opment of a symptom, the scheme of application should be constructed
on the basis of a dose, which corresponds to a principle of minimum,
i.e. the first indication of effect on intensity of a symptom.
A maximum admissible dosage has substantiation in that the
symptom cannot be weakened in such a degree that it loses its protec-
tive action. This rule is well illustrated by an example of such a symp-
tom as a high body temperature. This increase plays its protective role
80 X. Principles of symptomatic therapy
only starting from a certain value differing from normal, but a threshold
of coagulability of proteins limits it.
It is known that approximations of dependences of reactions of
live organisms to any influences represent, as a first approximation, the
functions close to logarithm. Hence, at selection of dosages of medicinal
preparations it is necessary to use a principle of ratio, i.e. it is necessary
to increase or decrease a dose not by a plus/minus value but by
multiplying/dividing.
From the suggested physiological model of an organism (fig. 1)
it follows that some MRRs can simultaneously participate in the devel-
opment of an attack of the disease. Hence, it is possible to prevent the
development of an attack by rendering assistance to the weakest or most
damaged mechanism. From this follows the application of a functional
principle in prescribing preparations instead of a symptomatic one. For
example, it is often possible to prevent the development of an asthmatic
attack by micro doses of Corvalolum instead of bronchial spasmolytic in
the patient suffering from asthma with attributes of a heart failure.
If the patient demands a greater depression of a level of a symp-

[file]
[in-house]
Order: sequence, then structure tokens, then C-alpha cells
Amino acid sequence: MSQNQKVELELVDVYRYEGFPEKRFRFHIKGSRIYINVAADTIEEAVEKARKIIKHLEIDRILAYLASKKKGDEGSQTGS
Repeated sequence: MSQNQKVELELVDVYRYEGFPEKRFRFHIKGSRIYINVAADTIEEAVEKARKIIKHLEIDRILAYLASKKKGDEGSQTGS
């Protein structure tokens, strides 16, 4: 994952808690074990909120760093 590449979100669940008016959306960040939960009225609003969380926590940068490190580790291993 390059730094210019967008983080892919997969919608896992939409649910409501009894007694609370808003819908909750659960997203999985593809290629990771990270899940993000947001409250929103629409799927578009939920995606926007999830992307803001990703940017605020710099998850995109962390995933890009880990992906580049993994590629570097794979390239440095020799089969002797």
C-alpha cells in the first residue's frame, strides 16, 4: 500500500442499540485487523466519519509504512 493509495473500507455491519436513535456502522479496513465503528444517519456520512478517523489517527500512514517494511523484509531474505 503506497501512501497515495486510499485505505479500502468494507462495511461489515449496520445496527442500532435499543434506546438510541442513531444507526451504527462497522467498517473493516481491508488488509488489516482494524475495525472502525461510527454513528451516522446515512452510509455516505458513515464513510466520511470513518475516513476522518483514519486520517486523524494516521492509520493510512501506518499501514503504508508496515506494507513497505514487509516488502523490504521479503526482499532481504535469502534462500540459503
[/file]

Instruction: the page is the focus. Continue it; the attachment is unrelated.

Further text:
tom by medicines than follows from the rules stated above, he/she
should be warned about the danger of the intensifying of the disease of
Deep Respiration with all consequences following from it.
Now let us take a look at what goes on in the traditional medi-
cine, when conventional principles of symptomatic therapy are applied.
By maximally decreasing a symptom’s intensity the adherents of the
intensive drug therapy liquidate the organism’s protection against a dis-
ease. Thus, the resistance to the factors deepening respiration decreases
and the disease intensifies. And in accordance with the third postulate
the disease develops imperceptibly both for the doctor and the patient.
As a result, in less than a year, the patient’s health deteriorates from a
simple chronic bronchitis to severe forms of asthma, allergy and cardio-
vascular pathologies, i.e. to the third stage of the disease.
The noted regularity can be easily traced in the medical cards at
any out-patient clinic. It is enough to select the cards of the disciplined
patients of those doctors who use standard schemes and dosages of
symptomatic preparations as the main and basic means.
The application of modern powerful combined preparations
continue to produce subjective feeling well in such cases, but the re-
serves have already been exhausted, and a minor impulse can be suffi-
cient to cause death, especially against a background of the continued
X. Principles of symptomatic therapy 81
propaganda of the advice “to breathe deeply at the sensation of indispo-
sition”. Such lethal instances occur more often and they become so
scandalous as to draw the attention of mass media. Thus, recently, we
were informed about “sudden” deaths of the Russian school children,
who ran a cross-country race of an average intensity, and an American
girl who got excited because of a kiss.
X. 2. No-drug therapy methods.
Buteyko's investigations of the role of CO2 in an organism and
of the influences of pulmonary ventilation on intensity of symptoms (18,
19) have allowed him empirically to discover new means of sympto-
matic therapy, namely, the intensive depression of pulmonary ventila-
tion, for example, "breath-holdings", "intensive exercises", etc. The ab-
sence of restrictions on the lack-of-air sensation and the admissibility of
"direct" management of respiratory movements distinguish them from
the means of correction of MRR (see the next section).
From the laws considered above, it obviously follows that
breath-holding and "intensive exercise" cannot be viewed as a means for